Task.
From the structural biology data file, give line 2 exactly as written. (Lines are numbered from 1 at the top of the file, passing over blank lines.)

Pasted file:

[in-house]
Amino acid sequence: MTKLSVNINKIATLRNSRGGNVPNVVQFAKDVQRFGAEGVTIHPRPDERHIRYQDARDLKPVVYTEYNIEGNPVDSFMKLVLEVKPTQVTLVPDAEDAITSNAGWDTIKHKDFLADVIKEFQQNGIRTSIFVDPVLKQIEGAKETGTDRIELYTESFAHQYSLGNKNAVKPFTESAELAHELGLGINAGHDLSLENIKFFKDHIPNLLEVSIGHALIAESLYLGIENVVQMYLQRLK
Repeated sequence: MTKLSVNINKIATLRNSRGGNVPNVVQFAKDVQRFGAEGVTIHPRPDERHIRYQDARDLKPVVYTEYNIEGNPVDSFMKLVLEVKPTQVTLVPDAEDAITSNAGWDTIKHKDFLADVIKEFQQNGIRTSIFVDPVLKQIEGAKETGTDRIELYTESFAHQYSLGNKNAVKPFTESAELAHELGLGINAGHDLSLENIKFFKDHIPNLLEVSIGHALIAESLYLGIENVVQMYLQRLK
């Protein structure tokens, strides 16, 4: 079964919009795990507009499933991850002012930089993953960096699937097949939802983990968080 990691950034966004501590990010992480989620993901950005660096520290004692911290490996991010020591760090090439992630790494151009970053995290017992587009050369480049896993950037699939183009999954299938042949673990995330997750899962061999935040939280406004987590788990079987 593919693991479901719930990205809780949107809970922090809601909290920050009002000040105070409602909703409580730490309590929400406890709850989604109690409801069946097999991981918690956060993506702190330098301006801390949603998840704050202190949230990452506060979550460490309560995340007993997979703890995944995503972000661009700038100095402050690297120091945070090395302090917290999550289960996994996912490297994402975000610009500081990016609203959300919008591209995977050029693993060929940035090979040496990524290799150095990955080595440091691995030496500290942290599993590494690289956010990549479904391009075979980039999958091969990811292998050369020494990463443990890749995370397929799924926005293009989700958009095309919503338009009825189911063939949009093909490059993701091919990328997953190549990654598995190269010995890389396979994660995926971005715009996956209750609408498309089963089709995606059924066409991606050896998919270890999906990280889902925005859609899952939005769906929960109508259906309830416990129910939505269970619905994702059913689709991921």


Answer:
Amino acid sequence: MTKLSVNINKIATLRNSRGGNVPNVVQFAKDVQRFGAEGVTIHPRPDERHIRYQDARDLKPVVYTEYNIEGNPVDSFMKLVLEVKPTQVTLVPDAEDAITSNAGWDTIKHKDFLADVIKEFQQNGIRTSIFVDPVLKQIEGAKETGTDRIELYTESFAHQYSLGNKNAVKPFTESAELAHELGLGINAGHDLSLENIKFFKDHIPNLLEVSIGHALIAESLYLGIENVVQMYLQRLK